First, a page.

DETROIT (WWJ/AP) - Thirty-four Detroit Water and Sewerage workers who went on strike over pay cuts and the city’s plan to downsize the department over several years have been suspended without pay and face firing.
The Detroit Water and Sewerage Department says in a release Tuesday that the employees were notified Monday by certified letter of “their immediate suspension.” They’re expected to be terminated effective Oct. 10.
The workers from Local 207 of the American Federation of State County and Municipal Employees walked off the job Sunday at the city’s Wastewater Treatment Plant in protest of a proposal to cut 80 percent of the department’s workers. Detroit Mayor Dave Bing, in an agreement with the state to stave off a takeover of the city’s finances, had agreed to reduce the number of workers at the Wastewater Treatment Plant from 2,000 down to about 375.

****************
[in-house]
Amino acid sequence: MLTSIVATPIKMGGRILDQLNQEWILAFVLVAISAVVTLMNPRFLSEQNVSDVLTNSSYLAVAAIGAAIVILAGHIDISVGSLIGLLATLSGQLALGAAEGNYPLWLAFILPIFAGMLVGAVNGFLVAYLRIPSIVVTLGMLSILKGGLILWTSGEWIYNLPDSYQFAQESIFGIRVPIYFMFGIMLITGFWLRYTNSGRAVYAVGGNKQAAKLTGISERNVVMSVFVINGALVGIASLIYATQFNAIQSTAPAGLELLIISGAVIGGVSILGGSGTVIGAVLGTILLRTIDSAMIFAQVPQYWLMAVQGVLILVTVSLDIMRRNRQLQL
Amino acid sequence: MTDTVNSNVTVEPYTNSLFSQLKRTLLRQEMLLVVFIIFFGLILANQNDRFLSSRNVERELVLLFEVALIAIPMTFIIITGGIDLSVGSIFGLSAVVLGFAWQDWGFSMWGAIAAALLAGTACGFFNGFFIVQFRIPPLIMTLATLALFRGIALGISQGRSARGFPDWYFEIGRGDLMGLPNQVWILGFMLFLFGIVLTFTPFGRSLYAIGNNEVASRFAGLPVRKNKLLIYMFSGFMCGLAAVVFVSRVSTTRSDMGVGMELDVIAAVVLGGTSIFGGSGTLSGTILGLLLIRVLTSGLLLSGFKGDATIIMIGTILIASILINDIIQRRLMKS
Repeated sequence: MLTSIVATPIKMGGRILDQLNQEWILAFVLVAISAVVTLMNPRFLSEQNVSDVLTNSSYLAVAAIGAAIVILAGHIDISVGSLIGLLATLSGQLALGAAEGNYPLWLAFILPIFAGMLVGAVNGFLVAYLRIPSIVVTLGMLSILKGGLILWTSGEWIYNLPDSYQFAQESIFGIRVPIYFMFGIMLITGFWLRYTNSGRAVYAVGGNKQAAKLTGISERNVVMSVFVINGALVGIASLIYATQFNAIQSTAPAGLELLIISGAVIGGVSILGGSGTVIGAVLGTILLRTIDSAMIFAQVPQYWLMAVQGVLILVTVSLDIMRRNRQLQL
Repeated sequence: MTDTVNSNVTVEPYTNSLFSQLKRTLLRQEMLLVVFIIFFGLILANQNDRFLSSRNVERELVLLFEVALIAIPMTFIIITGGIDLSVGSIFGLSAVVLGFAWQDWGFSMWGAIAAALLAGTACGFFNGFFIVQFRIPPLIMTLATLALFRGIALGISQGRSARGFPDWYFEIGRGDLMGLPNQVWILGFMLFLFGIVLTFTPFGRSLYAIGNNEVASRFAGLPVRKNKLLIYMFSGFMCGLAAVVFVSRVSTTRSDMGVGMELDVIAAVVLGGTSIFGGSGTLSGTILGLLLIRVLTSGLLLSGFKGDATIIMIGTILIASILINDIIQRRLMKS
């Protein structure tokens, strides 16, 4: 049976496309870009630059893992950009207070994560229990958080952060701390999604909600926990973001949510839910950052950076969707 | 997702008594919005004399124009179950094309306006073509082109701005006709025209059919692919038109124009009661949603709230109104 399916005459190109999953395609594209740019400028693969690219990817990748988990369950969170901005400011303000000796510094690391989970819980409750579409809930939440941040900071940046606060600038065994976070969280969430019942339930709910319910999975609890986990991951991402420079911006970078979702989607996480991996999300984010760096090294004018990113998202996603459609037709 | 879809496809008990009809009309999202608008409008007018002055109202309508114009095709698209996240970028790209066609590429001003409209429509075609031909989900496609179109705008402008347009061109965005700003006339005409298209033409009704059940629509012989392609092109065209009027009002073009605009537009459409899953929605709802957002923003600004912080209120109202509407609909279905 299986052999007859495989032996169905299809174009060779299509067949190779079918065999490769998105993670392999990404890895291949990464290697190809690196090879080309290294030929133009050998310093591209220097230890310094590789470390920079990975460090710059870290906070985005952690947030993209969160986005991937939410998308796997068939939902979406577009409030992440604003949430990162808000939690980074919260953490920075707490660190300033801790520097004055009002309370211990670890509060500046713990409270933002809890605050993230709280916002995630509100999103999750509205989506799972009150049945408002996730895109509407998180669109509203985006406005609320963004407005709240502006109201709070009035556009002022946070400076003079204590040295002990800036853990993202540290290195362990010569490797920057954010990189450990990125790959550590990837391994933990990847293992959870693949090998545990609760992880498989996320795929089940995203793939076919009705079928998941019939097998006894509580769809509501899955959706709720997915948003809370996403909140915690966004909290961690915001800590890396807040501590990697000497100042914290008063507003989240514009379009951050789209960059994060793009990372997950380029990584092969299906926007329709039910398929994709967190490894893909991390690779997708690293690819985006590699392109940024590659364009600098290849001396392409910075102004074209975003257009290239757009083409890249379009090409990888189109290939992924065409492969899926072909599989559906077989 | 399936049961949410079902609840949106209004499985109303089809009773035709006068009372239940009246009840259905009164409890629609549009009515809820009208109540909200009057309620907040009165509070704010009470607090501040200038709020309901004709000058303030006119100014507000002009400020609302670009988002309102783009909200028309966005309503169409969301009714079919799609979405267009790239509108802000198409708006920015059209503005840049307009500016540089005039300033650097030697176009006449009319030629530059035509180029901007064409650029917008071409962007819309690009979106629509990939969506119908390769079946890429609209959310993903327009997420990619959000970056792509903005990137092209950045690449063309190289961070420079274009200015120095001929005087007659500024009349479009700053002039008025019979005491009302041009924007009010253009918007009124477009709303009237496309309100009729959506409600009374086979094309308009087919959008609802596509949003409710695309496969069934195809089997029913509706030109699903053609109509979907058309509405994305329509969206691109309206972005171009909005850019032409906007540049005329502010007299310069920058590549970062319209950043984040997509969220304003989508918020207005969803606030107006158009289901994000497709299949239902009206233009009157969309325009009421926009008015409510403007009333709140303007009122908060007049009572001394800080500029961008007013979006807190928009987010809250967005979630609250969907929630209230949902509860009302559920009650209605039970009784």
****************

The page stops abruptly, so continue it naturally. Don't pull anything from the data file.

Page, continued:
On Monday, federal Judge Sean Cox filed an injunction to end the strike, ordering all employees back to work. On Tuesday, however, several employees were still on the picket line, converging at all three entrances to the Wastewater Treatment Plant.
Department Director Sue F. McCormick wrote in a letter that the striking workers “engaged in gross misconduct that endangered public health and safety.”
It’s illegal in Michigan for municipal workers to strike.
AFSCME Local 207 President John Riehl said the union’s attorneys are reviewing the letters.
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